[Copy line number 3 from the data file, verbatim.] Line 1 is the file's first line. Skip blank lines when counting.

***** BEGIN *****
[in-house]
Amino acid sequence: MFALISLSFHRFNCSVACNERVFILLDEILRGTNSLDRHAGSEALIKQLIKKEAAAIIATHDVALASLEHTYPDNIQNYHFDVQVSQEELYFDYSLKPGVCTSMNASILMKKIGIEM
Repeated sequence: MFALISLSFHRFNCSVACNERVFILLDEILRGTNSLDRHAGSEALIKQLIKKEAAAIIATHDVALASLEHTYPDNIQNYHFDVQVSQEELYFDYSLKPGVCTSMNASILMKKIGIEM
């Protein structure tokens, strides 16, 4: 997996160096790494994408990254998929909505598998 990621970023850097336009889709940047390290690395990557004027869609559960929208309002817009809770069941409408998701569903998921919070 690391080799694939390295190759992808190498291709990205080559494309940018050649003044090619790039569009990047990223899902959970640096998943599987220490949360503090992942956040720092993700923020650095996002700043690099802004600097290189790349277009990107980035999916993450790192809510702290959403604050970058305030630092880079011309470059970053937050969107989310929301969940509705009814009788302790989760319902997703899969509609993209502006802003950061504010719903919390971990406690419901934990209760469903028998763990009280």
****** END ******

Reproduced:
Repeated sequence: MFALISLSFHRFNCSVACNERVFILLDEILRGTNSLDRHAGSEALIKQLIKKEAAAIIATHDVALASLEHTYPDNIQNYHFDVQVSQEELYFDYSLKPGVCTSMNASILMKKIGIEM